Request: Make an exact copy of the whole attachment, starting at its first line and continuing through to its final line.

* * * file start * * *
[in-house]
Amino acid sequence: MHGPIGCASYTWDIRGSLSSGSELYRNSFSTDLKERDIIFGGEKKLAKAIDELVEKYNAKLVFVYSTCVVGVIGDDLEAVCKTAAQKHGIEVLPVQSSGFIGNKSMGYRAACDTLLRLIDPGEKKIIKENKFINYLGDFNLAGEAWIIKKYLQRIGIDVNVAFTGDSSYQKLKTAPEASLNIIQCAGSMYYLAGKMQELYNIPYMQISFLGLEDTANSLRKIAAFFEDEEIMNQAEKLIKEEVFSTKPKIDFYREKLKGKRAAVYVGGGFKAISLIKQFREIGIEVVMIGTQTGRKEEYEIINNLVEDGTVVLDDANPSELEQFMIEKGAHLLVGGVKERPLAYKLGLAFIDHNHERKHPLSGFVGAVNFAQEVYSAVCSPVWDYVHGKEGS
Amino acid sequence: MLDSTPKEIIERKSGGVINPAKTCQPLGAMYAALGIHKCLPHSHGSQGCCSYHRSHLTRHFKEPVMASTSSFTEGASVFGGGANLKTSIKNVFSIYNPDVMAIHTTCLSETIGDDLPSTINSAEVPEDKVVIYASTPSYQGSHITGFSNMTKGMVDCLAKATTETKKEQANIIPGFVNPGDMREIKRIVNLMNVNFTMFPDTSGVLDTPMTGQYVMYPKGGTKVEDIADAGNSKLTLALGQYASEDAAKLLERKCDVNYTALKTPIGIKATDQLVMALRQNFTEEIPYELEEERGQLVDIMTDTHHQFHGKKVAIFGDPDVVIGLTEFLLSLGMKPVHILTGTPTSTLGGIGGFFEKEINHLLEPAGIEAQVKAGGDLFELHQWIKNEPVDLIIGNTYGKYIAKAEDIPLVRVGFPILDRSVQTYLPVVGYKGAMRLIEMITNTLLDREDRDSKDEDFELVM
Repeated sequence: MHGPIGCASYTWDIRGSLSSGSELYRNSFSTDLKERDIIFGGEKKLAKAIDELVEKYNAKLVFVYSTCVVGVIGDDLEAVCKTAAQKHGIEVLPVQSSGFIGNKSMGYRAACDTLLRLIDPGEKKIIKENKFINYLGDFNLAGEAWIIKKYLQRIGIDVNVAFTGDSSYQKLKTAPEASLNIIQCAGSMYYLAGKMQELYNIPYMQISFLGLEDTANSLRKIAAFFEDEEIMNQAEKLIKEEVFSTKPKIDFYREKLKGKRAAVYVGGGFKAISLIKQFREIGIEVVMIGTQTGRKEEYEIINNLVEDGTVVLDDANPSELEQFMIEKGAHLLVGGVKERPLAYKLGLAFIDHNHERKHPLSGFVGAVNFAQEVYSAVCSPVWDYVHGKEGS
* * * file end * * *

[in-house]
Amino acid sequence: MHGPIGCASYTWDIRGSLSSGSELYRNSFSTDLKERDIIFGGEKKLAKAIDELVEKYNAKLVFVYSTCVVGVIGDDLEAVCKTAAQKHGIEVLPVQSSGFIGNKSMGYRAACDTLLRLIDPGEKKIIKENKFINYLGDFNLAGEAWIIKKYLQRIGIDVNVAFTGDSSYQKLKTAPEASLNIIQCAGSMYYLAGKMQELYNIPYMQISFLGLEDTANSLRKIAAFFEDEEIMNQAEKLIKEEVFSTKPKIDFYREKLKGKRAAVYVGGGFKAISLIKQFREIGIEVVMIGTQTGRKEEYEIINNLVEDGTVVLDDANPSELEQFMIEKGAHLLVGGVKERPLAYKLGLAFIDHNHERKHPLSGFVGAVNFAQEVYSAVCSPVWDYVHGKEGS
Amino acid sequence: MLDSTPKEIIERKSGGVINPAKTCQPLGAMYAALGIHKCLPHSHGSQGCCSYHRSHLTRHFKEPVMASTSSFTEGASVFGGGANLKTSIKNVFSIYNPDVMAIHTTCLSETIGDDLPSTINSAEVPEDKVVIYASTPSYQGSHITGFSNMTKGMVDCLAKATTETKKEQANIIPGFVNPGDMREIKRIVNLMNVNFTMFPDTSGVLDTPMTGQYVMYPKGGTKVEDIADAGNSKLTLALGQYASEDAAKLLERKCDVNYTALKTPIGIKATDQLVMALRQNFTEEIPYELEEERGQLVDIMTDTHHQFHGKKVAIFGDPDVVIGLTEFLLSLGMKPVHILTGTPTSTLGGIGGFFEKEINHLLEPAGIEAQVKAGGDLFELHQWIKNEPVDLIIGNTYGKYIAKAEDIPLVRVGFPILDRSVQTYLPVVGYKGAMRLIEMITNTLLDREDRDSKDEDFELVM
Repeated sequence: MHGPIGCASYTWDIRGSLSSGSELYRNSFSTDLKERDIIFGGEKKLAKAIDELVEKYNAKLVFVYSTCVVGVIGDDLEAVCKTAAQKHGIEVLPVQSSGFIGNKSMGYRAACDTLLRLIDPGEKKIIKENKFINYLGDFNLAGEAWIIKKYLQRIGIDVNVAFTGDSSYQKLKTAPEASLNIIQCAGSMYYLAGKMQELYNIPYMQISFLGLEDTANSLRKIAAFFEDEEIMNQAEKLIKEEVFSTKPKIDFYREKLKGKRAAVYVGGGFKAISLIKQFREIGIEVVMIGTQTGRKEEYEIINNLVEDGTVVLDDANPSELEQFMIEKGAHLLVGGVKERPLAYKLGLAFIDHNHERKHPLSGFVGAVNFAQEVYSAVCSPVWDYVHGKEGS